Monday, January 18, 2010
Authors: Rob Fergus, Yair Weiss, and Antonio Torralba
In : NIPS2009
With the advent of the Internet it is now possible to collect hundreds of millions of images. These images come with varying degrees of label information. “Clean labels” can be manually obtained on a small fraction, “noisy labels” may be extracted automatically from surrounding text, while for most images there are no labels at all. Semi-supervised learning is a principled framework for combining these different label sources. However, it scales polynomially with the number of images, making it impractical for use on gigantic collections with hundreds of millions of images and thousands of classes. In this paper we show how to utilize recent results in machine learning to obtain highly efficient approximations for semi-supervised learning that are linear in the number of images. Specifically, we use the convergence of the eigenvectors of the normalized graph Laplacian to eigenfunctions of weighted Laplace-Beltrami operators. Our algorithm enables us to apply semi-supervised learning to a database of 80 million images gathered from the Internet.
Sunday, January 17, 2010
Lab Meeting January 19, 2010(Chung-Han):A collection of outdoor robotic datasets with centimeter-accuracy ground truth
Author : Jose-Luis Blanco, Francisco-Angel Moreno, Javier-Gonzalez
In : Autonomous Robots (2009)
The lack of publicly accessible datasets with a reliable ground truth has prevented in the past a fair and coherent comparison of different methods proposed in the mobile robot Simultaneous Localization and Mapping (SLAM) literature. Providing such a ground truth becomes specially challenging in the case of visual SLAM, where the world model is 3-dimensional and the robot path is 6-dimensional. This work addresses both the practical and theoretical issues found while building a collection of six outdoor datasets. It is discussed how to estimate the 6-d vehicle path from readings of a set of three Real Time Kinematics (RTK) GPS receivers, as well as the associated uncertainty bounds that can be employed to evaluate the performance of SLAM methods. The vehicle was also equipped with several laser scanners, from which reference point clouds are built as a testbed for other algorithms such as segmentation or surface fitting. All the datasets, calibration information and associated software tools are available for download http://babel.isa.uma.es/mrpt/papers/dataset2009/.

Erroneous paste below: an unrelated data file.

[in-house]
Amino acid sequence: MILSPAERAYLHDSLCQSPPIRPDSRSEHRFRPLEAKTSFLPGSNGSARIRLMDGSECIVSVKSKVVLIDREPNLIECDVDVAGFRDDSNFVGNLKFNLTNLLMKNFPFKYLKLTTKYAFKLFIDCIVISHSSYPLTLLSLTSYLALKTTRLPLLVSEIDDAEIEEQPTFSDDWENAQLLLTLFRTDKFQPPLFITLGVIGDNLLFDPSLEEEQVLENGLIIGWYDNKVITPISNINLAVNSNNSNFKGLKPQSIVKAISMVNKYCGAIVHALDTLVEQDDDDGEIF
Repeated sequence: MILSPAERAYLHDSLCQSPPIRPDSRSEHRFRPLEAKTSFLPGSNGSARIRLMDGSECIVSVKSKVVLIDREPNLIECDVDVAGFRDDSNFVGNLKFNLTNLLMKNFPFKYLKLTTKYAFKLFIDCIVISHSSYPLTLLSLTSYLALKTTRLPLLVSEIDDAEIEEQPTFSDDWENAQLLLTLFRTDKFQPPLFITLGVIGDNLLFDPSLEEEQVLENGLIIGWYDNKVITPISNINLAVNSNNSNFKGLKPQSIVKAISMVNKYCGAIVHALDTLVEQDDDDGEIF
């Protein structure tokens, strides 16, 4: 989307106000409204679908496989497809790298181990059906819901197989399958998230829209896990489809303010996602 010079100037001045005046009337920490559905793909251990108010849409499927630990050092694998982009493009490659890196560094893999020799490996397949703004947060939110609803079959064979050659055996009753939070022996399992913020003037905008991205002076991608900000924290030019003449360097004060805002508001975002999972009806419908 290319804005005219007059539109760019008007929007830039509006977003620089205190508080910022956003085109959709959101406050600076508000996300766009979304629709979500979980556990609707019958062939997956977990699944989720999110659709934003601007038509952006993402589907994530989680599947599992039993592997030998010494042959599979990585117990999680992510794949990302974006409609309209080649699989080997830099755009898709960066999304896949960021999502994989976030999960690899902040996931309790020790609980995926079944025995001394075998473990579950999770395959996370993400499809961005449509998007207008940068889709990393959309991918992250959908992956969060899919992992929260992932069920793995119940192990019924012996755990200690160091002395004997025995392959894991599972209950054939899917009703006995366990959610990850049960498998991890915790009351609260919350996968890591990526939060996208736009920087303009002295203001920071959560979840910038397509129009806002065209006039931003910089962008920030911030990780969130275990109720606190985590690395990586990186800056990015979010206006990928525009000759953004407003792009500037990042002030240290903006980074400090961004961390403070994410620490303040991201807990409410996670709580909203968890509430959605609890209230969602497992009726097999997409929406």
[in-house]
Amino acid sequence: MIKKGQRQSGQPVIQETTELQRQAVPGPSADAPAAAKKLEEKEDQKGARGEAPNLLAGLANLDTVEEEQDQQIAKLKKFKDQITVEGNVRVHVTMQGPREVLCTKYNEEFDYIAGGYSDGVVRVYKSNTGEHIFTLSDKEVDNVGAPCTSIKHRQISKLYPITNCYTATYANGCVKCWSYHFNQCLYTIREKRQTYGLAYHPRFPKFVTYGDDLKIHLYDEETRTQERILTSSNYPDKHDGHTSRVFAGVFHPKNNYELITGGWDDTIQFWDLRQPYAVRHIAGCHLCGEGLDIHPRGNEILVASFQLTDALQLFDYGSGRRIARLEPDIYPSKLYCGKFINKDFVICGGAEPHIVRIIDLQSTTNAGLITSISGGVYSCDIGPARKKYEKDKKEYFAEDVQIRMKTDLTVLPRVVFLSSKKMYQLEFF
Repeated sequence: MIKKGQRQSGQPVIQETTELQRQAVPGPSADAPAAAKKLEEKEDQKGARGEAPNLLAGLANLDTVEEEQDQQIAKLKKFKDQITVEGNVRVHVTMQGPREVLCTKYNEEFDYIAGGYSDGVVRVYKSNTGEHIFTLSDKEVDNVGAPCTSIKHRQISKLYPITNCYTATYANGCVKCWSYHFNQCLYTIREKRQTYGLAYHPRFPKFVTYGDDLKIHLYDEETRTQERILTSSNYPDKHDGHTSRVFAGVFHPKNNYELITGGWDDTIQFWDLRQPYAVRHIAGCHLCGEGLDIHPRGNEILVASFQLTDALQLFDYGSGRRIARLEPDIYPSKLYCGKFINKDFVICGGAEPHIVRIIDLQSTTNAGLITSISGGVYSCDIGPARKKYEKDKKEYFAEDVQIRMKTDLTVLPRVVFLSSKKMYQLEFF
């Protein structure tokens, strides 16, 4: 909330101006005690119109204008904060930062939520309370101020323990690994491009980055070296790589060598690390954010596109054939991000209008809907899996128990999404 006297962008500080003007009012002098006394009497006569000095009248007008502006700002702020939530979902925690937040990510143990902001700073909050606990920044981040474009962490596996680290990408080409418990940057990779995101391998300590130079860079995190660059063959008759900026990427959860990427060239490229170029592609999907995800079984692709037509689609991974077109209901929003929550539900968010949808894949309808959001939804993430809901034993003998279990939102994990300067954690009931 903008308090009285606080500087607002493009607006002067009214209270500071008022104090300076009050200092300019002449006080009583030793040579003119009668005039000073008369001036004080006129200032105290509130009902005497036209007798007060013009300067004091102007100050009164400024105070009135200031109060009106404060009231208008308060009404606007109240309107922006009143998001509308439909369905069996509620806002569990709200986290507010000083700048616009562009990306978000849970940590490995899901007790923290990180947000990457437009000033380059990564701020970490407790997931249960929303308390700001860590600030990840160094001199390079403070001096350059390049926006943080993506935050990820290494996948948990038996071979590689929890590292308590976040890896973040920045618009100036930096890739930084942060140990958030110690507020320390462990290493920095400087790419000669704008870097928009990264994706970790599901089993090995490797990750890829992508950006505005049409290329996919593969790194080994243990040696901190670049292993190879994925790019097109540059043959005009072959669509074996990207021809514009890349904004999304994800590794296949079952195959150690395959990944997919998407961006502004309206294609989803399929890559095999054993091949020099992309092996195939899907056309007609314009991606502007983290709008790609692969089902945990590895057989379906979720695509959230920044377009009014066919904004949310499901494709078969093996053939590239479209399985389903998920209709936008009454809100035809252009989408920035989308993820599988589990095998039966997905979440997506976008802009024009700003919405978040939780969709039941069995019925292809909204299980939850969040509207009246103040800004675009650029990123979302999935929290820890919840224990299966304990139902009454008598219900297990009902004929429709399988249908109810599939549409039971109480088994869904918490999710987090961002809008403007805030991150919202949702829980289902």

Saturday, January 16, 2010
Mapping Large Urban Environments with GPS-Aided SLAM
December 03, 2009, 9:00 a.m., GHC 6115
Simultaneous Localization and Mapping (SLAM) has been an active area of research for several decades, and has become a foundation of indoor mobile robotics. However, although the scale and quality of results have improved markedly in that time period, no current technique can effectively handle city-sized urban areas.
The Global Positioning System (GPS) is an extraordinarily useful source of localization information. Unfortunately, the noise characteristics of the system are complex, arising from a large number of sources, some of which have large autocorrelation. Incorporation of GPS signals into SLAM algorithms requires using low-level system information and explicit models of the underlying system to make appropriate use of the information. The potential benefits of combining GPS and SLAM include increased robustness, increased scalability, and improved accuracy of localization.
This dissertation presents a theoretical background for GPS-SLAM fusion. The presented model balances ease of implementation with correct handling of the highly colored sources of noise in a GPS system.. This utility of the theory is explored and validated in the framework of a simulated Extended Kalman Filter driven by real-world noise.
The model is then extended to Smoothing and Mapping (SAM), which overcomes the linearization and algorithmic complexity limitations of the EKF formulation. This GPS-SAM model is used to generate a probabilistic landmark-based urban map covering an area an order of magnitude larger than previous work.
Charles Thorpe, Chair
Frank Dellaert, Georgia Institute of Technology
Sunday, January 03, 2010
Lab Meeting January 6th, 2010 (Any): Learning General Optical Flow Subspaces for Egomotion Estimation and Detection of Motion Anomalies
Friday, January 01, 2010
Authors: Gabe Sibley, Christopher Mei, Ian Reid, Paul Newman
It is well known that bundle adjustment is the
optimal non-linear least-squares formulation of the simultaneous
localization and mapping problem, in that its maximum
likelihood form matches the definition of the Cramer Rao
Lower Bound. Unfortunately, computing the ML solution is
often prohibitively expensive – this is especially true during loop
closures, which often necessitate adjusting all parameters in a
loop. In this paper we note that it is precisely the choice of a single
privileged coordinate frame that makes bundle adjustment costly,
and that this expense can be avoided by adopting a completely
relative approach. We derive a new relative bundle adjustment,
which instead of optimizing in a single Euclidean space, works
in a metric-space defined by a connected Riemannian manifold.
Using an adaptive optimization strategy, we show experimentally
that it is possible to solve for the full ML solution incrementally
in constant time – even at loop closure. Our system also operates
online in real-time using stereo data, with fast appearance-based
loop closure detection. We show results for sequences of 23k
frames over 1.08km that indicate the accuracy of the approach.